The bill forbids out-of-state ownership, thus the new owners of the two medical marijuana businesses as they are currently incorporated would not be permitted. In a letter to the House Commerce Committee, LeafLine stated that it thought such would be against the law.
Dina Rollman, the company’s senior vice president of government affairs, wrote: “While we appreciate the intention to ensure state residents receive the majority of the economic benefits of the legalized cannabis industry, the residency requirement is legally invalid because it conflicts with the dormant Commerce Clause of the U.S. Constitution.
Instead, those with power would buy their marijuana from the new merchants authorized under the new legislation. Patients who gave testimony at a hearing last week said they were okay with the loss of a two-company monopoly. Patrick McClellan, who suffers from muscular dystrophy and was an early supporter of medical marijuana, claimed that prices had remained high due to a lack of competition.
Even the legalization of smokable flower, which he said the two businesses assured him would slash prices due to the lack of processing required, has not had an impact on pricing. Only more supply and more market entrants could do that, he claimed. However, there are worries that there would be a lag between when the two businesses close and when the same things are available elsewhere.
Sponsors suggest that the contracts with the two corporations may need to be extended. In order to ensure supply, the law proposes a temporary exception from prohibitions on vertical integration, in which one corporation controls every part of the business. Finally, medicinal marijuana activists have urged the present measure to be amended to provide access to medical marijuana for kids with seizure disorders.
The bill aims to expunge convictions for crimes that would no longer be punishable under the law. Some less serious transgressions, or non-felonies, would be immediately erased. The state would review the records and inform the courts and law enforcement of the court-ordered expungement.
A new Cannabis Expungement Board, comprised of the chief justice of the Minnesota Supreme Court, the attorney general, the leaders of different state agencies, a public defender, and a member of the public, would handle the processing of felonies.
The board would examine the documentation to decide if the crime would now be a lesser one or not at all. Supporters predict that 50,000 residents would benefit from expungement. These expungements would not be allowed if the crime involves the use of a hazardous weapon, the intent to cause harm to another person, or the intent to terrorize or kill.
The proposed legislation maintains the existing framework but transfers enforcement from the Minnesota Board of Pharmacy to a new Office of Cannabis Management. Additionally, it enables temporary regulation so that the current market can continue to operate while long-term regulations are being written.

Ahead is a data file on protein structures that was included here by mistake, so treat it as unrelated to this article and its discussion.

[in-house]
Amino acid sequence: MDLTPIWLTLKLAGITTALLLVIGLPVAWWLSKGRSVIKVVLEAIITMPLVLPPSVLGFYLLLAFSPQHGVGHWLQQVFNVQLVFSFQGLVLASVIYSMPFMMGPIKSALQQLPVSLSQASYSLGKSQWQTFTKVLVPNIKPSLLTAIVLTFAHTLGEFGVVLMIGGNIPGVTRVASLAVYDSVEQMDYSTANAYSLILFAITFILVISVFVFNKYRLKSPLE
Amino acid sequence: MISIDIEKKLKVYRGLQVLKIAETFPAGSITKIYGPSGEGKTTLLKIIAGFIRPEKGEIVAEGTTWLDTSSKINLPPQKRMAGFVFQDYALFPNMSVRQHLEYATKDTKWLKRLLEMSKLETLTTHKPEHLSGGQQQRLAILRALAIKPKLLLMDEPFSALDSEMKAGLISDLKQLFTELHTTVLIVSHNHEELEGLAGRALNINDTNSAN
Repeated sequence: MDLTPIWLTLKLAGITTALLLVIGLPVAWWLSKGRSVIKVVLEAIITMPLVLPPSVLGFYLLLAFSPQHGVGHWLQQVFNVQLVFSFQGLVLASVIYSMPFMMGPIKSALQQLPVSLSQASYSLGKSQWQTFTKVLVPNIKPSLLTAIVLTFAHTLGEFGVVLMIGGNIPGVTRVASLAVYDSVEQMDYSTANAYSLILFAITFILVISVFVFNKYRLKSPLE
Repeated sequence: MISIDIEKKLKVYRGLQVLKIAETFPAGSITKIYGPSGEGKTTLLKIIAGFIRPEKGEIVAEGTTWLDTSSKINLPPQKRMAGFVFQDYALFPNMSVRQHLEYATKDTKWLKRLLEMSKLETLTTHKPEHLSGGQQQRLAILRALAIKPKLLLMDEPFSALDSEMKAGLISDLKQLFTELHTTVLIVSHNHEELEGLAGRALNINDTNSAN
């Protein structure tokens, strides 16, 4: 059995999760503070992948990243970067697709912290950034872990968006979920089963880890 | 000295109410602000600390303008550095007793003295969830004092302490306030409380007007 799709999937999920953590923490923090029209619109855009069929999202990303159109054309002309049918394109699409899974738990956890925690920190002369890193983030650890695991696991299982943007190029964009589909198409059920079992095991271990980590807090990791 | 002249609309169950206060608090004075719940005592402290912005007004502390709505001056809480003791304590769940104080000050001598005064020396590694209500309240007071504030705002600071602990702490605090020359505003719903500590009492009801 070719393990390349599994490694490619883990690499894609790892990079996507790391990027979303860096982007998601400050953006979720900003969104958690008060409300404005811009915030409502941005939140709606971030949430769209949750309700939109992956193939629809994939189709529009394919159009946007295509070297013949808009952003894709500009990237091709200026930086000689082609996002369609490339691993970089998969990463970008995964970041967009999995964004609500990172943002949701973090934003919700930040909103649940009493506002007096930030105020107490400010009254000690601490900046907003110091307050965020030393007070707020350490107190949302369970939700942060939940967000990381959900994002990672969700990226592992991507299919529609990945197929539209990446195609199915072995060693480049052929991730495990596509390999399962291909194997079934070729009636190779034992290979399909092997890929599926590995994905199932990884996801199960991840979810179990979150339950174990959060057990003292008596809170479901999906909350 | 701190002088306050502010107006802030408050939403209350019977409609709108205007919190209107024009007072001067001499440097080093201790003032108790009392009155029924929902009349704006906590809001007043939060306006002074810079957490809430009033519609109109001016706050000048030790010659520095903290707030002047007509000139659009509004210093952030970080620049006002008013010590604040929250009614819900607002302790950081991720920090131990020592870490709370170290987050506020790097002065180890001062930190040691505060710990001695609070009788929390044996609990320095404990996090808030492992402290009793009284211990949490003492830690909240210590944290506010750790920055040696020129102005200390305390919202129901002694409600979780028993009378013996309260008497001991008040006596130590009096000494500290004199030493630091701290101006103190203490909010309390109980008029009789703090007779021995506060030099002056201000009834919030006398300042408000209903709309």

For those products, it generates licensing with minimal potential. Sponsors predict that as cannabis becomes more accessible, the market for hemp-based beverages and snacks will change. For instance, because it is unnecessary to artificially extract the intoxicating components, items made from cannabis will be less expensive to produce.
However, unlike cannabis, hemp products are not subject to the same banking and import limitations because they are recognized as legal under federal law. In light of this, companies that sell hemp-based foods and beverages will now need to obtain licenses and start collecting the new taxes.
A further tenet of the legislation is to ensure that those who suffered the most from cannabis prohibition are given the opportunity to benefit from its legalization. The phrase “social equity” appears 41 times throughout the measure. A lot of the licenses are designed to be inexpensive and simple to obtain. Additionally, the bill includes a number of initiatives aimed at educating individuals about the industry and offering incentives to aid in business startups.
Because marijuana remains illegal on a federal level, many banks are concerned that lending money to or managing accounts for these companies could result in criminal charges. To “promote development, stability, and safety in places that have seen a disproportionate, negative impact from cannabis prohibition,” the Office of Cannabis Management would establish a section on social justice.
License and grant applications for social fairness are given preference. They are characterized as veterans, those who live in communities where cannabis-related offenses have historically been heavily policed, and people who live in impoverished communities.